From regulation on unfair rent hikes to investments in affordable housing, the government of Ontario has announced a number of positive measures to address the province’s homelessness crisis. While these efforts are steps in the right direction, there is still a major blight on the government’s actions: the failure, thus far, to repeal the Safe Streets Act.
Despite significant energy from civil society to repeal the Act, no announcements have been made by Attorney General Yasir Naqvi or Premier Kathleen Wynne as to whether this blatantly discriminatory law will be taken off the books. In response, the Fair Change Legal Clinic decided enough is enough and has launched a Constitutional challenge of the Act.
Before getting into the details of what this Act really protects, it’s important to understand its history.
The Act was establish in 1999 by former Premier Mike Harris to address so-called “aggressive” panhandlers attempting to collect money in outdoor public places.
Since the Act was put in place, there have been many efforts by civil society and politicians alike to repeal it. In 2014, former Attorney General Michael Bryant acknowledged that he failed during his time in office in 2003 and 2007 by not moving to repeal the Act. In an interview he said: “I don’t have any excuses at all… I didn’t have all the information that I have now”.
And in 2015 and 2016, MPP Cheri DiNovo put her efforts to challenging the Act by introducing a private members bill to have it repealed.
Some have called this Act necessary for the safety of Canadians, but this line of reasoning excludes those living rough as worthy of protection. This argument also glosses the reality of the research and realities of the impacts of this Act.
If criminalizing poverty wasn’t enough, according to a study, between 2000 and 2010, 67,000 tickets were issued under the Act by Toronto police, while 99% of those fines were not collected – and the reason why is no mystery.
For those living rough, with no family, no place to go, often addictions or health issues, how do you make enough to survive without panhandling? What other options are left open to you? Incredibly, how do we imagine a person living on the street will be able to pay a potential fine of $500 for a first offense?
With this Act in place, the cycle of poverty can only continue for so many in Ontario.
Say you are living rough and need to buy a bottle of water in the heat of July – your only option is to panhandle for enough money. A police officer spots you and issues you a ticket. You can’t pay, but you also don’t know how to fight the ticket. Debt begins to rack up.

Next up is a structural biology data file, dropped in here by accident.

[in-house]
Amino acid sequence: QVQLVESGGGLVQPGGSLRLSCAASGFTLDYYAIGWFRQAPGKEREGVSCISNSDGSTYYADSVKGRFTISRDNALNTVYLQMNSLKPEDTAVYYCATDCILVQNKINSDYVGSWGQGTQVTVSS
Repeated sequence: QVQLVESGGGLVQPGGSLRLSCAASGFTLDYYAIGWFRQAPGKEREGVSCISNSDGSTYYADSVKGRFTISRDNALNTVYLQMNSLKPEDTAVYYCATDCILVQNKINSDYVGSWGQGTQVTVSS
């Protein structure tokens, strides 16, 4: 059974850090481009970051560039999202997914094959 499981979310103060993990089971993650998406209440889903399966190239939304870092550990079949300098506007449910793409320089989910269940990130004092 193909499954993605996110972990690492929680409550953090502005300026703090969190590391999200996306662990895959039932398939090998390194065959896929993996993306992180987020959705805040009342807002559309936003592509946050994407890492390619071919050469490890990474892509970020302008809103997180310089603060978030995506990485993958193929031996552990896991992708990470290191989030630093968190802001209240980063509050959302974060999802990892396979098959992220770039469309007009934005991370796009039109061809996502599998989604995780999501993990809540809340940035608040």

There’s no way you can pay the debt – you were panhandling in the first place for enough change for a water bottle. The impact of this cycle is inescapable.
As applicant in the Constitutional challenge, Gerry Williams, stated: [m]y tickets prevented me from obtaining a driver’s licence, quality housing, credit or even a good job eventually.”
And it’s not easy to successfully fight these tickets in court. For example, in Ottawa, while most tickets are issued in the downtown core, the courthouse to challenge them is at least a 40 minute bus ride into the suburbs.
The Safe Streets Act, and others like it, legalize a form of discrimination against a group of people – those experiencing street homelessness – who are among the most vulnerable and marginalized in our society. In February 2016, the United Nations called for all governments in Canada to “repeal provincial by-laws that penalize homeless persons for finding solutions necessary for their survival and well-being”.
Similarly, the Ontario Human Rights Commission’s Chief Commissioner, Renu Mandhane, called for Minister Naqvi to repeal the Act a few weeks ago. In her letter, she stated that “[r]ather than promoting public safety, the Safe Streets Act criminalizes people for being poor…This unnecessary and disproportionate punishment creates additional barriers for an already disadvantaged group, especially when other laws exist to address conduct that raises legitimate public safety concerns.”
The government of Ontario has an opportunity to immediately repeal this Act. However, despite the growing evidence of the reasons to take action – by the Constitutional court challenge and encouragement from human rights bodies – the government has remained silent.
The question at the end of the day is, what is the benefit of the Ontario Safe Streets Act? We already have laws on the books that protect people against harassment or other threats to public safety; the fine system of the Act is predicated on getting blood from a stone, and the subsequent debt and involvement in the criminal justice system only pushes individuals further away from social involvement.
It seems that the answer may be that the Act is only benefiting our vague sense of protection and our need to penalize experiences of poverty – a tragic statement for the most populous province of a country that calls itself a human rights leader.
Michèle Biss is the Legal Education and Outreach Coordinator at Canada Without Poverty.